Legislation needed to ban teens from tanning

Times-Herald Editorial Staff
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Artificial tanning has the lure of golden skin without having to spend hours in the blazing sun. But as appealing as it may be, tanning puts teens in particular at an increased risk of developing skin cancers.

While Saskatchewan has a recommendation for people under the age of 18 not to use tanning beds, it isn’t deterring users. Saskatchewan should impose a legislative ban on teen artificial tanning to help keep youth skin healthier.

Health Canada’s official position is there is no safe way to tan. Artificial tanning equipment releases UV rays up to five times the strength of the sun at noon. Although a slight pigment darkening becomes visible, teens who tan can get wrinkles as early as in their 20s.

But the biggest issue with artificial tanning is the increased risk of developing skin cancers, particularly melanoma. Melanoma, the most serious type of skin cancer, is most common in ages 15 to 29. In 2009, 5,000 Canadians were diagnosed with melanoma, 940 of whom died, according to the Canadian Cancer Society.

According to the World Health Organization and the IARC, using artificial tanning before age 35 increases a person’s risk of developing melanoma up to 75 per cent.

Tanning beds are classified as Group 1 carcinogens by the International Agency for Research on Cancer (IARC). To put it into perspective, tanning beds are in the same classification as cigarettes.

So why is it legal for minors to tan? They are not allowed to smoke cigarettes. Saskatchewan’s recommendation and Health Canada’s guidelines just aren’t enough to prevent teens from artificial tanning. The number of salons has increased across Canada by five per cent in the past five years. Seeing celebrities with golden skin does nothing to discourage teens from wanting to have that image.

There are 104 tanning salons in Saskatchewan and studies have shown salons market their product to teenagers. Only Nova Scotia and Victoria’s capital region in British Columbia have a law that prohibits teen tanning in Canada.

Saskatchewan needs to take the next step in helping teens make the right choices. It is against the law for minors to smoke cigarettes. It is against the law for minors to consume alcohol. It should be against the law for minors to use artificial tanning beds when the risks are so high.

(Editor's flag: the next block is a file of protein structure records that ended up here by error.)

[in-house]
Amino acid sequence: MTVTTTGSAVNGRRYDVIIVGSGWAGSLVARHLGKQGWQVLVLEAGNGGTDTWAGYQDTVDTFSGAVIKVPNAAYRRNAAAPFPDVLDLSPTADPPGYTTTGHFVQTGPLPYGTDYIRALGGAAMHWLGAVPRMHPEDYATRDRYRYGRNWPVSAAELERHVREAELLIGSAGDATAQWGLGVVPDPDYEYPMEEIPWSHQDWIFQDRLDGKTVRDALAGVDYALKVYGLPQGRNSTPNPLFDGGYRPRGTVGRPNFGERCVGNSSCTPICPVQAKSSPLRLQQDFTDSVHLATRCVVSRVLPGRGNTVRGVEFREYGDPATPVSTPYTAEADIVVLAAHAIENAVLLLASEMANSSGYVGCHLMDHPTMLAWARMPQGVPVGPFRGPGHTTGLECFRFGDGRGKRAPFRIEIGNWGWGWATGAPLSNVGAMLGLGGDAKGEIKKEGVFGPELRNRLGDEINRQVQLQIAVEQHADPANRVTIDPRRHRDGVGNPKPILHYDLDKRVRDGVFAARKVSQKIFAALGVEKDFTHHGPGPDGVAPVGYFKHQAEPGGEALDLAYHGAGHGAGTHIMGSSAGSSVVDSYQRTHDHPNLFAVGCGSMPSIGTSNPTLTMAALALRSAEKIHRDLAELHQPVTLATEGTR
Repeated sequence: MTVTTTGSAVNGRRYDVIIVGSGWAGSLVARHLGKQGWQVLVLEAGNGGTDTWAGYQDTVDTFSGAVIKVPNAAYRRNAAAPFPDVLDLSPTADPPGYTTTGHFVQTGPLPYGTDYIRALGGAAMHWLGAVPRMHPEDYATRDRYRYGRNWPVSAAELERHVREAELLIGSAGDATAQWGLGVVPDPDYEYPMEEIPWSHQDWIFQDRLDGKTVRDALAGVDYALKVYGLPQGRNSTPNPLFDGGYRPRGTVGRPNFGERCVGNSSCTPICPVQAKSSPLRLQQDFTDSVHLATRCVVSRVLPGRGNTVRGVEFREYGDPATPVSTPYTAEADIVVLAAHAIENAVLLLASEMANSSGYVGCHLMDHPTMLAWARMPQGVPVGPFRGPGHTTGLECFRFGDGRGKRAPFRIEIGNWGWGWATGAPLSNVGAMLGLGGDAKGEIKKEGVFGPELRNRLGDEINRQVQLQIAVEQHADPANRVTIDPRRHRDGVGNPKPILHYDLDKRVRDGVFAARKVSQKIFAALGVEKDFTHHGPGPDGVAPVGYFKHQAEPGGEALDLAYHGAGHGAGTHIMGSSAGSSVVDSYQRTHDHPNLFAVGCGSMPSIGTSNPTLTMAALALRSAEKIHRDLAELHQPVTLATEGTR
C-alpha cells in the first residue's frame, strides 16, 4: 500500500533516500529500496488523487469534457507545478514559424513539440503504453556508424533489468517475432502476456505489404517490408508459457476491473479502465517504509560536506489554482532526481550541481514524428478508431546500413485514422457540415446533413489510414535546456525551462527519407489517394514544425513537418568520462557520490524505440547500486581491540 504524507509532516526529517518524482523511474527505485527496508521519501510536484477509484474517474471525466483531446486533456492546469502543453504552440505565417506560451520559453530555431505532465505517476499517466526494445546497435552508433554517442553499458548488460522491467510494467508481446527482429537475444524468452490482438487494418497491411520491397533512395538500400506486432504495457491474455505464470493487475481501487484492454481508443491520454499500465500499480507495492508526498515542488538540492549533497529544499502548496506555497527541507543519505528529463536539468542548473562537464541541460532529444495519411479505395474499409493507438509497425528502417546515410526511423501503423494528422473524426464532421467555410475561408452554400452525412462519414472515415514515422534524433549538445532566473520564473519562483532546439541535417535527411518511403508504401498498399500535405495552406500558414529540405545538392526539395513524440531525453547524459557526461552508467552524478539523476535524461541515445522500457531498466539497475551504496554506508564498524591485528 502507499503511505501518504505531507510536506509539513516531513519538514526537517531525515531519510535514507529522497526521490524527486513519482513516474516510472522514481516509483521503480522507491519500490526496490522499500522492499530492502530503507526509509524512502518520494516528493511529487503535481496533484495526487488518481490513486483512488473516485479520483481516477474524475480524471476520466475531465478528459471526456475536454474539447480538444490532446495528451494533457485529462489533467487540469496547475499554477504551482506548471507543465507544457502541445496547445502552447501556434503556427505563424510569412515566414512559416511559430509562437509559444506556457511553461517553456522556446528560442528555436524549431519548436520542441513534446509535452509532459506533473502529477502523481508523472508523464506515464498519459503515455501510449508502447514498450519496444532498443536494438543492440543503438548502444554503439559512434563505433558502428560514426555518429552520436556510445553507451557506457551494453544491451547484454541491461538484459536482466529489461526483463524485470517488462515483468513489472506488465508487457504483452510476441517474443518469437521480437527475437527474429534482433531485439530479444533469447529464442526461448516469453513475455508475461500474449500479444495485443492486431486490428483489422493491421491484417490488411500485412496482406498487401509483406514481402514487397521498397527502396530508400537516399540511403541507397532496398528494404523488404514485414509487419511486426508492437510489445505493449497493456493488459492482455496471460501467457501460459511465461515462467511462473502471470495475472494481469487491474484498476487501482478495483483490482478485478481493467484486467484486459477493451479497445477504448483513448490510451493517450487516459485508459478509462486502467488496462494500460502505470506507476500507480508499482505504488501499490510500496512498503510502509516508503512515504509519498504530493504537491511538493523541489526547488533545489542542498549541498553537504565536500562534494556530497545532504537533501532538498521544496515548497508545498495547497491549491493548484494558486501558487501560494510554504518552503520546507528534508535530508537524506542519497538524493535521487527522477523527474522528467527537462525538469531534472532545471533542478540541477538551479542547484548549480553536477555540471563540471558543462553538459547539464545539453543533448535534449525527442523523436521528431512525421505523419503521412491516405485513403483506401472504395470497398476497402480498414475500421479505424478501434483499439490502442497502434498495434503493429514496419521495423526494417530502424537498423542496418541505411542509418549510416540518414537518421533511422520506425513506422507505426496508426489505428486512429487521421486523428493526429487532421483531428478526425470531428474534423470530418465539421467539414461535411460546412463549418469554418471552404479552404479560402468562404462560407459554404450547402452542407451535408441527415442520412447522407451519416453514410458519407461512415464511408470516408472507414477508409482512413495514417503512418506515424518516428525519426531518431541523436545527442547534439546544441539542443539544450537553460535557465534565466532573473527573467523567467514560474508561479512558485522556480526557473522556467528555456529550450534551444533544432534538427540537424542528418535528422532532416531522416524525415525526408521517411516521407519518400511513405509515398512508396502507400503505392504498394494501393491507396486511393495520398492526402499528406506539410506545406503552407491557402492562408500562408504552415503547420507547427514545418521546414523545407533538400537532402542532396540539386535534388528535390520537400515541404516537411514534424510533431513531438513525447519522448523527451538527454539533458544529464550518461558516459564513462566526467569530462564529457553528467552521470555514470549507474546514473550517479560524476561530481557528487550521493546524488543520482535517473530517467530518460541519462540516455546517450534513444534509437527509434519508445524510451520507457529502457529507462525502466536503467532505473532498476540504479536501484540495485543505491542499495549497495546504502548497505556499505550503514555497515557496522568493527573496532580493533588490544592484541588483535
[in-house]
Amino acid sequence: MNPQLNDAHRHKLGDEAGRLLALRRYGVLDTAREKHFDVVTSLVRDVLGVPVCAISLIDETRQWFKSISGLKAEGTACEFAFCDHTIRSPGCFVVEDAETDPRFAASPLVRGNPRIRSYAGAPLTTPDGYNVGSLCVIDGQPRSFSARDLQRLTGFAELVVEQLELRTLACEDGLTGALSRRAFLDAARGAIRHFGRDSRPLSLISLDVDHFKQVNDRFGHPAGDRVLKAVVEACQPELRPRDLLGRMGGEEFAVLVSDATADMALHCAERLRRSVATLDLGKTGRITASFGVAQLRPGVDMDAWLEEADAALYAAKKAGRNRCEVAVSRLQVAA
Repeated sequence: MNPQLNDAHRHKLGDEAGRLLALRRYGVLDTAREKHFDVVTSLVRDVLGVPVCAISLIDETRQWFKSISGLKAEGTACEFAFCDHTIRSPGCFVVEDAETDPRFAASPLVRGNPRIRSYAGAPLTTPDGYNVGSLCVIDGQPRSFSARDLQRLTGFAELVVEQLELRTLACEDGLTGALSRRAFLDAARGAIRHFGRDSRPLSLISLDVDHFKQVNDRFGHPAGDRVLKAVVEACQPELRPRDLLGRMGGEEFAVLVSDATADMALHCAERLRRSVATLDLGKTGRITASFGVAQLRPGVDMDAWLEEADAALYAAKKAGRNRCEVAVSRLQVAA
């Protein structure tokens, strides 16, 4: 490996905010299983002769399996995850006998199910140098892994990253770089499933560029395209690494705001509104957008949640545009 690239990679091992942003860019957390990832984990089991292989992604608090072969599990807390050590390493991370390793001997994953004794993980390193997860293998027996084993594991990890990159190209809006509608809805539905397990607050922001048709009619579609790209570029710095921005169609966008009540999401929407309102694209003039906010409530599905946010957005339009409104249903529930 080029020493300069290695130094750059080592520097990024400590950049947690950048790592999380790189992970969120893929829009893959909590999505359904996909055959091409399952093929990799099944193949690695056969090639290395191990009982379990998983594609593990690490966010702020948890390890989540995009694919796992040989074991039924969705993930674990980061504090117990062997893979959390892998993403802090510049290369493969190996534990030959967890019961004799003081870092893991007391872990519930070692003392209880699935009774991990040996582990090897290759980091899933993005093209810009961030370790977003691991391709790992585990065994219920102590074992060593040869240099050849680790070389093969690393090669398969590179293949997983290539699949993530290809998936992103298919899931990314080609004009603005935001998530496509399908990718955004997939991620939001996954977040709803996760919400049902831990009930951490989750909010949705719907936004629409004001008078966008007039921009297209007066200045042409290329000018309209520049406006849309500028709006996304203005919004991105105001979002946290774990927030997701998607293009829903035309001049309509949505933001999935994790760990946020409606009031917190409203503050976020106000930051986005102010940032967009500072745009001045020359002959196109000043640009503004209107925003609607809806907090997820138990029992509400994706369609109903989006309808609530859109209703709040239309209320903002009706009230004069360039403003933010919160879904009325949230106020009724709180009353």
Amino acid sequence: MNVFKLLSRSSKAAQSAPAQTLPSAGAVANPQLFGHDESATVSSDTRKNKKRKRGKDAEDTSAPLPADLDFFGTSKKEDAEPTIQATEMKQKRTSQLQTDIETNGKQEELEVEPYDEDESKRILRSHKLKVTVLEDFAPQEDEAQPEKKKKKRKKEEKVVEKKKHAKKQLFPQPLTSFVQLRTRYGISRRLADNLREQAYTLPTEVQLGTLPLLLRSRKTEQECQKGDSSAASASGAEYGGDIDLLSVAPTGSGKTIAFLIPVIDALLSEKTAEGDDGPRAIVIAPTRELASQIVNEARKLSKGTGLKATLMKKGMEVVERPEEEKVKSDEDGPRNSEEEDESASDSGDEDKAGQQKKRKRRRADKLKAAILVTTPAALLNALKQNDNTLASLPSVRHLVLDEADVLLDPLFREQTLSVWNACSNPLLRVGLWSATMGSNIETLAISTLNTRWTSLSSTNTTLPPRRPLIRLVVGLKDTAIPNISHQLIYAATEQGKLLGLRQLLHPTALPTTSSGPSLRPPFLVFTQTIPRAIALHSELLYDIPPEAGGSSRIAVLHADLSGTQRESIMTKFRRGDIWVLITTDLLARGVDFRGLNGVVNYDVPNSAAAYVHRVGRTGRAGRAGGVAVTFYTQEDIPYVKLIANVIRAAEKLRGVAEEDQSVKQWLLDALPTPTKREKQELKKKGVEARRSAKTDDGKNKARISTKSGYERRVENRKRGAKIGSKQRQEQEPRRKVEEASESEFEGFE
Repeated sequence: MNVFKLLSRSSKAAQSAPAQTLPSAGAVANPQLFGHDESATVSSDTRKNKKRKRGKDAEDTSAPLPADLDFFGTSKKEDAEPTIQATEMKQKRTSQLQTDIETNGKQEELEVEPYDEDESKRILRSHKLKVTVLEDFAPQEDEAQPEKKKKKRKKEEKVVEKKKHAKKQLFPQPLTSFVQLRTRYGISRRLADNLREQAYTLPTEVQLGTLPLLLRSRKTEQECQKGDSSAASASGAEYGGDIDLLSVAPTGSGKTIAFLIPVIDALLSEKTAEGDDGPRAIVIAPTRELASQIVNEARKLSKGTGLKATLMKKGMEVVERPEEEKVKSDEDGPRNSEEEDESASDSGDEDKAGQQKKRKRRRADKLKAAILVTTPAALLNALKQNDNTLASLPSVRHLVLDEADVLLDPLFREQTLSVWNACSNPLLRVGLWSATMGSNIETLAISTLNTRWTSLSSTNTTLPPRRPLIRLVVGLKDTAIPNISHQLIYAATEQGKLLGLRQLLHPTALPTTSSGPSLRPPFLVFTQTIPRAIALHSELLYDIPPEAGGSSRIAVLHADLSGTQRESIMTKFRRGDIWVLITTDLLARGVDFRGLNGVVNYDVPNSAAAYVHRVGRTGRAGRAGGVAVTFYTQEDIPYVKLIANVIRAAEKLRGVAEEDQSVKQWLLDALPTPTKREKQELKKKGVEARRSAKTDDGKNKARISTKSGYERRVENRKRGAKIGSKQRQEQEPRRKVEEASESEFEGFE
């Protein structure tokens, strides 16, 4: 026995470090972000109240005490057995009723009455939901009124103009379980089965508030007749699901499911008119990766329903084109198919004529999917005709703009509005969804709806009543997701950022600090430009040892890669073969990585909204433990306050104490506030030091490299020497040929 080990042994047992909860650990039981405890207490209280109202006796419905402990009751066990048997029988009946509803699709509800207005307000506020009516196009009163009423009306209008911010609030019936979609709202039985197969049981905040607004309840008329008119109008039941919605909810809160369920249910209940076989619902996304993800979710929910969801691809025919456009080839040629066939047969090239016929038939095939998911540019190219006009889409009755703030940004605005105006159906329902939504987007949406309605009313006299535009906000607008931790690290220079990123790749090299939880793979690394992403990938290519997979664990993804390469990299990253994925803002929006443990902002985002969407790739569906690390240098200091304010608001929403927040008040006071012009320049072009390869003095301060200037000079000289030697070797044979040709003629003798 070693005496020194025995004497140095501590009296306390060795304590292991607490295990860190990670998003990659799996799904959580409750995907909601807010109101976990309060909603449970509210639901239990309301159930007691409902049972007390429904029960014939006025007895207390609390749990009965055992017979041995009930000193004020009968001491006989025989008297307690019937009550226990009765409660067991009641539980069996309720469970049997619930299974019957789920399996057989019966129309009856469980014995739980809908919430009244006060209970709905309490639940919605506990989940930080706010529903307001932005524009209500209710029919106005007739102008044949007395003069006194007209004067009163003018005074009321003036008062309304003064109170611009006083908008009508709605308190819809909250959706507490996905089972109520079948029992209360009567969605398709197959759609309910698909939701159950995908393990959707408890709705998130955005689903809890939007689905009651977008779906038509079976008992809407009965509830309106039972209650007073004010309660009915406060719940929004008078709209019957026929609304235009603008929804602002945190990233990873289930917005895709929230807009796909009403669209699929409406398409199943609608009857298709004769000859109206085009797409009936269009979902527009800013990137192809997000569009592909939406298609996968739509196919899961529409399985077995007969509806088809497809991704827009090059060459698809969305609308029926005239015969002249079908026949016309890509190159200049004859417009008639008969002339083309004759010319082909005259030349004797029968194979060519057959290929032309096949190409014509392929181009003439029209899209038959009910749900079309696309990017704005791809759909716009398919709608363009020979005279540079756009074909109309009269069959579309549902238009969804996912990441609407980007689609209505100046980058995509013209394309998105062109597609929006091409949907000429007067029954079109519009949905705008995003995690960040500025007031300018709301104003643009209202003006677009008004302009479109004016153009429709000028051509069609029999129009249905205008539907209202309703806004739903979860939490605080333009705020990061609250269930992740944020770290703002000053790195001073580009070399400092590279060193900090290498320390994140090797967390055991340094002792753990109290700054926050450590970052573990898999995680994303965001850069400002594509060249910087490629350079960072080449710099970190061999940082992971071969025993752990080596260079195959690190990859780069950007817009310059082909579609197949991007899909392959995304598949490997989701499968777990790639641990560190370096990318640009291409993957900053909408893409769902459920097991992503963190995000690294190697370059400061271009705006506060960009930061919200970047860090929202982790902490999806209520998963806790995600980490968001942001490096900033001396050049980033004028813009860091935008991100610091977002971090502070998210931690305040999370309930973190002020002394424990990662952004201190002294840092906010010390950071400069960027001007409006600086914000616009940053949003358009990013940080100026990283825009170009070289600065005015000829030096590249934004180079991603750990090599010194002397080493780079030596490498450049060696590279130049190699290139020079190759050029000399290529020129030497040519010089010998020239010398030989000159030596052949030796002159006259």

All Times-Herald editorials are written by the editorial staff.

Organizations: Health Canada, IARC, Canadian Cancer Society World Health Organization International Agency for Research on Cancer

Geographic location: Saskatchewan, Canada, Victoria British Columbia

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Recent comments

  • Doug McNabb
    June 08, 2012 - 10:10

    I am the President of the Joint Canadian Tanning Association. Having the government remove the right of parents to make decisions regarding their kids tanning is obviously a very controversial topic. The question, are parents able to guide their teens as to whether to tan or not versus, is this such a dangerous activity that the government should ban it from teenagers using it all together is a complicated one. Certainly, people are welcome to their opinions as to whether people look good with a tan or not but that is not the issue. Here are to examples: The CCS cites the World Health Organization’s listing tanning beds as a Group 1 carcinogen as the reason for banning teens from tanning beds. Many other things such as sunlight, red wine, saw dust, salted fish, and birth control pills/oral contraceptives are listed in the same category as sunbeds. Given the WHO considers them the same one of the things we asked in our letter to Mr. Goodhand was if the CCS planned to call for a ban on teens using oral contraceptives. Currently they can obtain them, even without parental consent. Secondly, dermatologists routinely treat psoriasis with tanning beds (UV emitting phototherapy). The World Health Organization data shows this type of equipment actually results in a risk 16x greater than commercial tanning beds used in tanning salons and is also listed as a Group 1 carcinogen. This equipment is curiously and specifically removed from all proposed legislation. The CCS will/has not ask for a ban on this type of exposure which is also listed as a Group 1 carcinogen. The Canadian Cancer Society has taken a very aggressive position and claims that science supports their position. In an attempt to better understand the CCS’s position and perhaps reach a consensus that may make the regulatory process more effective and less costly, the JCTA wrote 2 letters requesting a meeting with Peter Goodhand, CEO/President of the Canadian Cancer Society. Our first letter was ignored so a second letter was sent and the reply was a refusal to meet saying that the answer to the questions raised in our initial letter could be found on the CCS web site. That is not the true. For instance birth control pills, in the asme category as sunbeds can be given to teens even without parental knowledge It is hard to understand why the leader of an organization as powerful and influential as the CCS would refuse to meet and discuss these issues. I’ll leave it to the readers to decide why this may be? Here is a link to the letter http://tanawareness.com/refuses_meeting.php

  • Courtney waldenberg
    June 05, 2012 - 17:23

    Ypu should check out how Fabutan has a teen tan plan in place! It's the parent choice!! And should be!!